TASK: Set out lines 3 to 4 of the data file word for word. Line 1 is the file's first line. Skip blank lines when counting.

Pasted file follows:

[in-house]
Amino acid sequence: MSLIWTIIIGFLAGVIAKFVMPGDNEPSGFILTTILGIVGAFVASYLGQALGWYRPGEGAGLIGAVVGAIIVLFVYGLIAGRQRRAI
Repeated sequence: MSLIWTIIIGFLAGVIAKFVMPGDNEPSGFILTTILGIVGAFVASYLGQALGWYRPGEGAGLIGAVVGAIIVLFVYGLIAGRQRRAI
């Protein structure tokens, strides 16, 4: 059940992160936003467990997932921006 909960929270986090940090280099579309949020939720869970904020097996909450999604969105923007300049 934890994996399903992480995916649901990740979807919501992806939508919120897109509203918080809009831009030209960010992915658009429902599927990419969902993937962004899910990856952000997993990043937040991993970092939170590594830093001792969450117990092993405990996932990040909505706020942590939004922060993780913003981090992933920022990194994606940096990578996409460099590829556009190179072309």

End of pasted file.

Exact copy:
Repeated sequence: MSLIWTIIIGFLAGVIAKFVMPGDNEPSGFILTTILGIVGAFVASYLGQALGWYRPGEGAGLIGAVVGAIIVLFVYGLIAGRQRRAI
């Protein structure tokens, strides 16, 4: 059940992160936003467990997932921006 909960929270986090940090280099579309949020939720869970904020097996909450999604969105923007300049 934890994996399903992480995916649901990740979807919501992806939508919120897109509203918080809009831009030209960010992915658009429902599927990419969902993937962004899910990856952000997993990043937040991993970092939170590594830093001792969450117990092993405990996932990040909505706020942590939004922060993780913003981090992933920022990194994606940096990578996409460099590829556009190179072309």